Regional development agencies and the Local Democracy, Economic Development and Construction Bill - Business and Enterprise Committee Contents


Initial SNR proposals

165. The Government wanted local authorities to have a greater role in the delivery of economic development and regeneration policies and for policy decisions and delivery to be delegated to the most appropriate spatial level. Accordingly, the SNR proposed the delegation of decision making to local authorities or sub-regions from RDAs wherever possible, unless there were clear reasons for not doing so.[149]

166. The SNR also asserted that local authorities would be able to provide more effective economic development and regeneration policies if they had greater certainty over their funding received from other bodies, such as RDAs, European Regional Development Funding (ERDF) and proposed new Homes Agency. It suggested that "these reforms will allow local authorities to plan further ahead and get them in a better position to make the long-term investments necessary to improve performance in their localities".[150]

167. It argued that this applied "in particular for sub-regions which represent functional economic areas and which have the capacity to manage large projects, provided decision-making structures are in place which allow effective prioritisation of investments".[151] It also went on to emphasise that RDAs should seek to focus more strongly on providing capacity support for local authorities to facilitate this.

Revised SNR proposals

168. As part of its revised proposals, the Government stated that it had not amended this proposal and that legislation was not required to implement it. RDAs will continue to deliver interventions themselves only where it is appropriate for them to do so, otherwise they will commission programmes and projects from other bodies (e.g., local authorities, universities, sub-regional partnerships).[152] The Government states that this proposal will allow considerable scope for partners to plan the commissioned programmes and projects but will retain strong accountability with the RDAs.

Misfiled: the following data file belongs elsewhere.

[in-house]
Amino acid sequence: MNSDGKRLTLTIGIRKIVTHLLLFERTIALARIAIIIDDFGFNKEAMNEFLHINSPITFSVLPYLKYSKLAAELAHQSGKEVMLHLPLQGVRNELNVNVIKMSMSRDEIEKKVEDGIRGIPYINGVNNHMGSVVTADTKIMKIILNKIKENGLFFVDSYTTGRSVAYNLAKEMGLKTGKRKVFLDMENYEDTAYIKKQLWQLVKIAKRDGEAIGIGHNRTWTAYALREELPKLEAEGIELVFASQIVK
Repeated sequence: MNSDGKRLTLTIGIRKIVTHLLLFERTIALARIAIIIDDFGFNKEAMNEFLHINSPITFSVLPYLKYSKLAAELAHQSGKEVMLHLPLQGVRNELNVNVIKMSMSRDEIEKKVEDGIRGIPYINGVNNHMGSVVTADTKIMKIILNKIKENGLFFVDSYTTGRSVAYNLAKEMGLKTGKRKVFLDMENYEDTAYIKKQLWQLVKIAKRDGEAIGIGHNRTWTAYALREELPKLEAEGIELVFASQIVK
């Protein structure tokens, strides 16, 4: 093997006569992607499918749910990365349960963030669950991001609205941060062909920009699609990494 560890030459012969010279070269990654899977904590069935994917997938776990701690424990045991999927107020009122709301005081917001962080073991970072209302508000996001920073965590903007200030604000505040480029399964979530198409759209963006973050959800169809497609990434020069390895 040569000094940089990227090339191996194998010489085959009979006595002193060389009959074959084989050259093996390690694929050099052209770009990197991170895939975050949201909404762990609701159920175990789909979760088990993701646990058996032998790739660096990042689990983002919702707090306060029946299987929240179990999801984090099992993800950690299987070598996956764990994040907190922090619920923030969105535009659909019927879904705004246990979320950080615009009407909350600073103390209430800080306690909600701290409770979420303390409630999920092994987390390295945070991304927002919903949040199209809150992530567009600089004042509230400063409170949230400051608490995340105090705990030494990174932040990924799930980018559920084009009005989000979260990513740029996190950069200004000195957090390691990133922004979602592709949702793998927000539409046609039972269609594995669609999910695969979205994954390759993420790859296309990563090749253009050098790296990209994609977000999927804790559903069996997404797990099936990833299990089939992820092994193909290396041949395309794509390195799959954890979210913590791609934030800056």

169. Investment planning will allow local authorities and sub-regional partners to have a determining role in planning and delivering interventions, although formal approval and accountability will remain with RDAs.

170. The discussions at Committee stage of the Bill in the House of Lords, however, suggest that the Government has, in fact, changed its position relating to the devolution of decision making to local authorities. During the debate on 24 February 2009, Baroness Andrews stated that: "Our position is a change of emphasis, not policy. The RDA, as part of its joint responsibility for delivery of regional strategy, needs to be able to ensure that the programmes and projects that it funds are consistent with the strategy so that there is coherence and fairness across the are, so that lessons learned from evaluation work of programmes in different areas about what is working effectively and value for money are adopted. It is also vital, especially at this time, to preserve the flexibility of RDA budgets so that they can, if necessary, be flexed to address economic imperatives."[153]

171. The Committee notes that some local authorities already undertake some degree of economic development agenda through Sustainable Communities Strategies, Local and Multi Area Agreements.

Issues raised in evidence on both the initial and revised SNR proposals


172. Witnesses were concerned by the lack of detail on how decision making responsibilities would be passed to local authorities. In particular, there was widespread fear that RDAs would delegate, rather than devolve, funding. In its submission, Barnsley Metropolitan Borough Council made the following distinction between powers being 'delegated' and 'devolved':

173. The LGA told the Committee that it had legal advice that existing legislation already enabled RDAs to devolve funding to local authorities but that it had perceived an increasing reluctance to do this in advance of SNR legislation. The LGA was concerned that this suggested that RDAs might not be easily persuaded to devolve these powers and functions.[155] Lancashire County Council also told us that it had experienced RDA reluctance to devolve funding.[156]

174. In its supplementary submission, Essex County Council returned to this concern, stating that "the extent to which local authorities are delegated RDA funding is still dependent upon their (RDAs') understanding of the 'spirit' and devolutionary intent of SNR. … Government will need to monitor the extent to which RDAs, in practice, delegate to these agencies and move towards a more strategic role".[157]

175. In its supplementary submission on behalf of all RDAs, One NorthEast sought to provide clarification and reassurance on this point:

    RDAs, as agreed with the LGA, consider there to be three broad approaches to the delivery of economic development activities: